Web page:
On the Road Again
Pat and Joan Cronin ’91 and their four children made their television debut this summer when they starred in an episode of Going-RV on the Great American Country Channel (the episode will have repeat airdates—check here for full listings information).
We checked in with Pat and Joan to find out about the experience and to ask them what they love about their RV life.
1. Give us your best TV Guide-style description of Going-RV for alums who aren’t familiar with it.
Joan: It’s a show about couples and families who are looking for a new RV to fit their travel needs. You watch the family from the process of looking for an RV right through to taking it on the first vacation.
2. How and why did the Cronin family get selected to be on the show?
Joan: Pat found a casting call on a Facebook page and asked me if I thought it would be fun. Truthfully, he did most of the legwork and surprised me when he said that they were interested in us. I was completely shocked when he told me we’d been chosen! When the crew was here to film, they told us we were selected because we were one of the few applicants from New England, and they loved the idea that we had four kids.
Pat: Here’s an excerpt of the application I initially sent: “I recently read on Facebook that you are interested in finding families that recently purchased a new RV. My family just purchased a 2014 Fleetwood Bounder 34b motor home. We began RV-ing about six years ago after much pushing from me. We purchased a used travel trailer and loved it—we even pulled it from Rhode Island to Disney our first year. We upgraded to a new travel trailer a year later and recently bought a new Class A after again much pushing from me. This will make those longer trip to Myrtle Beach, Florida, and other areas much more comfortable for our family of six. It goes without saying that I love camping and my boys do, too. My wife says that I talk about nothing else… LOL.”
3. You spent two-and-a-half days being followed by a TV crew — what was that like?
Joan: It was a blast! We had a ton of laughs with the crew, who made the experience so much fun. They were awesome with our kids and very understanding when one (or more!) were, shall we say, less than cooperative. They referred to us as “the talent,” which we all found completely amusing. You definitely learn a lot about what goes into making a TV show! Lots of down time, lots of takes of the same thing, with slight variations. It really was one of those once-in-a-lifetime kind of experiences!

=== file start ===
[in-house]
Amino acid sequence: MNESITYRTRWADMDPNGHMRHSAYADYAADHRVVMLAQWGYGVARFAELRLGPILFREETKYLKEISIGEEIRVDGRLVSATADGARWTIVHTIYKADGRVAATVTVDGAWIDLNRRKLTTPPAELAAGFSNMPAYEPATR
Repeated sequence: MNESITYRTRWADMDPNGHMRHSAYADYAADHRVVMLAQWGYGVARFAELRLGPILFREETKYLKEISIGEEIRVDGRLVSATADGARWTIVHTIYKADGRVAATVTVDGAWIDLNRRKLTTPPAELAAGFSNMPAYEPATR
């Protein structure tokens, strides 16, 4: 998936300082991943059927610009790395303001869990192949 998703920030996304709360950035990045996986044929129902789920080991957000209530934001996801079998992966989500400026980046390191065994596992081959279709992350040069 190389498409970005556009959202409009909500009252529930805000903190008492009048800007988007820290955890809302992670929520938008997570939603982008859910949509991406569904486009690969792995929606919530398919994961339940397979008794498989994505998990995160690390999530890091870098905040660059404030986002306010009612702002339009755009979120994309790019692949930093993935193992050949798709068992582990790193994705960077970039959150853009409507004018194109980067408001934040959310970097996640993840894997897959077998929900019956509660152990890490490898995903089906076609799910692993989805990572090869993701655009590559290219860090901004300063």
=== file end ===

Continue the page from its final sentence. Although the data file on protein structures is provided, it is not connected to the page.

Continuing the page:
Pat: Consistency in the weather and what we wore seemed to be the most crucial things because the filming was not done in the order that you see on the show. We had to shift the schedule one day when the forecast was for rain and we hadn’t finished filming a particular exterior scene. So the next day we had to finish that scene. It was important that the weather and our appearances remained the same throughout, and that we remembered exactly what we wore each day (and no clothes with logos—not even a URI sweatshirt!
4. Give us a little history of how you and your family got hooked on RVs.
Pat: I RV-ed growing up and enjoyed it very much. My family did short and long trips, and some summers we even spent a month at a time at a local campground where my father would commute back to Providence for work. I made good friends and built a ton of childhood memories that I wanted for my kids. I also selfishly missed the campfires and adventures that RV-ing provides.
Joan: Unlike Pat, I was a very reluctant camper (meaning: I really had no desire to camp). Pat finally convinced me to give it a try, with the promise that it would be a great way for us to travel affordably—and frequently—with four kids. I would kind of be lying if I said I loved it from day one. Over the years, though, I can say that I have come around. We have done some really awesome trips, and our kids have seen spots that we probably wouldn’t have seen if we weren’t traveling this way. And now, with a motor home instead of a pull trailer, the experience is so much better. No kids crammed in the back seat occasionally (okay, more than occasionally) fighting, the ability to take the occasional nap while traveling and not feel like a pretzel, and so many other reasons make me feel like we really made the right move.
5. What’s your best advice for any alums who might be thinking about taking their own RV road trip?
Pat: For me, I don’t mind driving—and I love to seeing the country and not just flying from point A to point B. It’s also a cost savings to us with a family of six. Campgrounds are significantly cheaper than hotel rooms, and we bring our own food. If we are going on a long trip, I try to pick out some interesting places to stop to break up the ride. But even the weekend getaways are relaxing. It’s like having a summer home on wheels. Unlike the travel trailer, which was pulled by a large SUV, the motor home allows the entire family to be in the RV while traveling. Kids can sleep, watch movies in their bunks, make a sandwich, and no more “Dad can you stop I have to go to the bathroom.”
Joan: I am lucky because Pat does all of the planning when it comes to our vacations in the RV. I would say, though, from watching him, do your research on the campsites. Make sure they have what you are looking for—whether it’s a great pool, ocean front, or other amenity. I know Pat visits a lot of blogs and websites. People who love camping love talking about it and sharing advice, so you can get great tips and info online. And I would say, do it! At least once, take an RV trip and experience a very different way of traveling and seeing America.